Biodiesel—the renewable biofuel that’s used in Bioheat fuel for home heating—has seen impressive technology advances, providing motor fleets with reliable performance and savings while vastly reducing emissions.
As an example, mechanical engineers at the University of Michigan recently partnered with General Motors to create a renewable diesel vehicle demonstration. The renewable diesel fuel that was used consisted of bio-derived hydrocarbons from plant oils and animal fats.
Using 100% renewable hydrocarbon biofuels for the demonstration, engineers estimated that there was an 80% reduction in the carbon footprint over the use of traditional, petroleum-sourced fuels like diesel and gasoline.
This research was led by André Boehman, a professor at University of Michigan Mechanical Engineering and director of the W.E. Lay Automotive Laboratory. You can read more here.
Not only is today’s heating oil environmentally friendly, it’s also become a vital part of America’s mission to achieve net-zero carbon emissions within the next few decades.
Advanced technology has already brought us Bioheat® fuel, which is a blend of ultra-low-sulfur heating oil and biodiesel. Biodiesel is composed of various organic products, including vegetable oils, animal fats and even algae. New studies have shown the viability of using various grasses for the production of biodiesel.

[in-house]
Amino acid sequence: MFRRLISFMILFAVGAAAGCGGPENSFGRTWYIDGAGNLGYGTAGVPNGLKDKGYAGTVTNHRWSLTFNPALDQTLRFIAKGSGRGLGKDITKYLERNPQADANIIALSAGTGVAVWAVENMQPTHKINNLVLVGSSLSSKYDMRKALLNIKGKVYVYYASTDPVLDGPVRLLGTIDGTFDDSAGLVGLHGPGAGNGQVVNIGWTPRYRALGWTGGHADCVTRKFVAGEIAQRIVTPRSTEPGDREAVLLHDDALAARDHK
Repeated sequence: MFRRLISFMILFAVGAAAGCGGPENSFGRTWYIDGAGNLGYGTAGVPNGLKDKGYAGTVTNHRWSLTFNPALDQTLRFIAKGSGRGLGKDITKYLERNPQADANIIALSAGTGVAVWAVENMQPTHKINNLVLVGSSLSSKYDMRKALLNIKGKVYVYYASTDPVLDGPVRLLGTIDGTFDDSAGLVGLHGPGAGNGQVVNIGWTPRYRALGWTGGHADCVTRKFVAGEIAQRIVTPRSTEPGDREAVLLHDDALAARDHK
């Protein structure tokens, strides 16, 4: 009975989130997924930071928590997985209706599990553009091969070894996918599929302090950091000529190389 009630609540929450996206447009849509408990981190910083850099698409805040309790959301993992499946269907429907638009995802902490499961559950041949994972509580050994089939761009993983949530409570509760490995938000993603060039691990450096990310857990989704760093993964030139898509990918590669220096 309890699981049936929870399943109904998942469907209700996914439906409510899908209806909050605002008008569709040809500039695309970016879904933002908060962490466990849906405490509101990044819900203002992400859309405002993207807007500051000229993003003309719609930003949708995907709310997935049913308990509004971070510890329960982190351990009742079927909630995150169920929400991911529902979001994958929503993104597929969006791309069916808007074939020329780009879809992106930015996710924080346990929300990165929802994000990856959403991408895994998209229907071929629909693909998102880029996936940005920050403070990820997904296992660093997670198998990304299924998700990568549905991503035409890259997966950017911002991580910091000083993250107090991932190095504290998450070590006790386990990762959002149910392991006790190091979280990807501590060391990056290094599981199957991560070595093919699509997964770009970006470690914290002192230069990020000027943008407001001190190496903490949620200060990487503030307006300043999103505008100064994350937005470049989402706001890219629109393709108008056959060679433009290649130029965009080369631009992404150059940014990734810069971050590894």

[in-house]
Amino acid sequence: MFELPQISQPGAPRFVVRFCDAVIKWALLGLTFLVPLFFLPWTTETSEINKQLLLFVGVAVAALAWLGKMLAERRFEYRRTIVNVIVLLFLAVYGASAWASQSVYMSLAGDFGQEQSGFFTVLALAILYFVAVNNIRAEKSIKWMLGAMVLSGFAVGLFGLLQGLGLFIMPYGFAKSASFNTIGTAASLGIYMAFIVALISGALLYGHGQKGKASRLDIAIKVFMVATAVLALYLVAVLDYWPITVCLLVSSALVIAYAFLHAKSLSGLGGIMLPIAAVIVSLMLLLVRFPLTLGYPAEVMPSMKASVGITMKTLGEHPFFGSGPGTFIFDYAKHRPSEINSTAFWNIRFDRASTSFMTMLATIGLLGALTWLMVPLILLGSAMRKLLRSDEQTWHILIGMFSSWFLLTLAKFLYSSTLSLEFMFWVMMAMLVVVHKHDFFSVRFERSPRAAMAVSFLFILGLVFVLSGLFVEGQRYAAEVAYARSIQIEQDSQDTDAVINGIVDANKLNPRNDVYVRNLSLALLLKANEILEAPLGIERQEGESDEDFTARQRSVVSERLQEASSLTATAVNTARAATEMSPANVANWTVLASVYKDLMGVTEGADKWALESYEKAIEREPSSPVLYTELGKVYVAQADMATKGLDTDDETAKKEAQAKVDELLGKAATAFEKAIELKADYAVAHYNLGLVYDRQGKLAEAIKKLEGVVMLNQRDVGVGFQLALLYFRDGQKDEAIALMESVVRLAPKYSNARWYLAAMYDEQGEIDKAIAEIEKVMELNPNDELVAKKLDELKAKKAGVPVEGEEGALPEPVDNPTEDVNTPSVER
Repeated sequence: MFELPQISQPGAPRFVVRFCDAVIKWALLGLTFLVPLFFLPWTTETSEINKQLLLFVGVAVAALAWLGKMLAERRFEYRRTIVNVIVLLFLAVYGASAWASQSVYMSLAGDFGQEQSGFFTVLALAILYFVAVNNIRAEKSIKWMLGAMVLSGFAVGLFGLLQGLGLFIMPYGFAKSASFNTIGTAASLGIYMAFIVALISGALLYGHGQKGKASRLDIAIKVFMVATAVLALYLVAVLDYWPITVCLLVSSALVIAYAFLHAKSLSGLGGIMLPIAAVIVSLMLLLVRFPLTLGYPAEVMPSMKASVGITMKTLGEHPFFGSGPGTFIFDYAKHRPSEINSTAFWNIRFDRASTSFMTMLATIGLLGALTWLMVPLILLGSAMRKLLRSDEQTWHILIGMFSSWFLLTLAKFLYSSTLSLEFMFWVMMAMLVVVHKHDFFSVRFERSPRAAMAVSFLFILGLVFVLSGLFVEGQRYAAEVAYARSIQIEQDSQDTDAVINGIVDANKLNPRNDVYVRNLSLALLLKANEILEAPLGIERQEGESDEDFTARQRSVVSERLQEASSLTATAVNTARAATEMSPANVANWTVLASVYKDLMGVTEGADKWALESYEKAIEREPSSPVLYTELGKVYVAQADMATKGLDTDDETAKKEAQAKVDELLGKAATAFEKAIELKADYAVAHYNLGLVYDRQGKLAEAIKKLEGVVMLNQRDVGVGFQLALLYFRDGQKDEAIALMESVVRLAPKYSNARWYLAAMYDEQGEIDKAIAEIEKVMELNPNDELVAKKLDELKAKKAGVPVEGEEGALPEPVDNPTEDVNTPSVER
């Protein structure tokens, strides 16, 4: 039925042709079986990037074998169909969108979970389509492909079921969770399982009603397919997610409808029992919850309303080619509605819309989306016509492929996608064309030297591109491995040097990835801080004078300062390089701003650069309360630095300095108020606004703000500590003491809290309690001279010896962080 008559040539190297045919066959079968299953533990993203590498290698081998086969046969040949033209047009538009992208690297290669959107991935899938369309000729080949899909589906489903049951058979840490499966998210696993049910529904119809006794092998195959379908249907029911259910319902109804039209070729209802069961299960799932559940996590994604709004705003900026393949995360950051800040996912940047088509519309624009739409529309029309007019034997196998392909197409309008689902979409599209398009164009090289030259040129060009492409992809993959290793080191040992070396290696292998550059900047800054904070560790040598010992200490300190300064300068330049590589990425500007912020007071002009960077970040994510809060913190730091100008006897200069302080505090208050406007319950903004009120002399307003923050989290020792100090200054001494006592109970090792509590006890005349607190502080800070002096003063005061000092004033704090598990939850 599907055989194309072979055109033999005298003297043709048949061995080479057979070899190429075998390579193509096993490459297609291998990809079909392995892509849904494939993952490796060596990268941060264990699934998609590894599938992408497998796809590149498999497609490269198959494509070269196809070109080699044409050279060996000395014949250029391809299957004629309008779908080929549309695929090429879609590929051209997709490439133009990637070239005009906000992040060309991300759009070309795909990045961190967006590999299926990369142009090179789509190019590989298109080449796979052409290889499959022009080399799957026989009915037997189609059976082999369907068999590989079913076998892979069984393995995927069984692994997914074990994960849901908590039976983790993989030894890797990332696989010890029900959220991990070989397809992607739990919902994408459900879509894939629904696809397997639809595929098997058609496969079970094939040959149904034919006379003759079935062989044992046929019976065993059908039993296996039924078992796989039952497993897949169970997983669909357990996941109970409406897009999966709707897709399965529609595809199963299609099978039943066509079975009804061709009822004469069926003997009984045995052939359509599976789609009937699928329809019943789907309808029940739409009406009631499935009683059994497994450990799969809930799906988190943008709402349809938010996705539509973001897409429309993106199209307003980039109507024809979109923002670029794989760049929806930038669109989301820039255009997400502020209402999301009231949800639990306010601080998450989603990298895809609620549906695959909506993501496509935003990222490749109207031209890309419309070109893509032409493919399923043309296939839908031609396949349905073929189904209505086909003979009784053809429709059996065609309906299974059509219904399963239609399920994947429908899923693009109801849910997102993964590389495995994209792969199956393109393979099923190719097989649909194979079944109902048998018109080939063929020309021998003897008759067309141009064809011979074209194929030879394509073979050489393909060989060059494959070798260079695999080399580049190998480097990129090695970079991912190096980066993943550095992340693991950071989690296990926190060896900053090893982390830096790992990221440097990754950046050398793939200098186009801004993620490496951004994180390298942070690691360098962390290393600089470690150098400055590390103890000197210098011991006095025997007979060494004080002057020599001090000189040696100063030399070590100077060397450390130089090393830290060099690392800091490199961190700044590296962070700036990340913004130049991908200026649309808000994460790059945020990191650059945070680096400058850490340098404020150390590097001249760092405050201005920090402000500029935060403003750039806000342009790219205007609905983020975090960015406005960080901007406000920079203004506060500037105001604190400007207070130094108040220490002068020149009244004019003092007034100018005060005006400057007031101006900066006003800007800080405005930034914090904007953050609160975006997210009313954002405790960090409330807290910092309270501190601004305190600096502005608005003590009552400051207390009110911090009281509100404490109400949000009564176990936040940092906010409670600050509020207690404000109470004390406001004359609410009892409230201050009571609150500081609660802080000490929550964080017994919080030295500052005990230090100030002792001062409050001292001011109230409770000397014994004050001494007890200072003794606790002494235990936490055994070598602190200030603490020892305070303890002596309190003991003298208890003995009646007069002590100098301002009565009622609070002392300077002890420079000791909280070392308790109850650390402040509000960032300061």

Biodiesel is considered a biogenic fuel that reduces carbon 100%. By contrast, when fossil fuels that do not contain biodiesel are burned, they take carbon that was stored in the ground and put it back into the atmosphere.
In contrast, the combustion of biofuels and other biogenic energy sources recycle carbon-dioxide emissions through renewable plant materials and other biomass feedstocks. That’s why you’ll be hearing a lot about net-zero carbon emissions in the years ahead.
The heating oil industry has made a commitment to supporting a decarbonization strategy.
In fact, members of the industry have set broad goals for transitioning heating oil supply to higher blends of clean-burning, renewable Bioheat fuel.
Reaching a 50% biodiesel blend (B50) by 2030 would line up with many of the carbon-reduction targets being set by local and state governments. This would eliminate 4.29 million metric tons of carbon from the atmosphere. In 2050, the goal is to reach B100 (100% biodiesel), eliminating 8.59 million metric tons of carbon.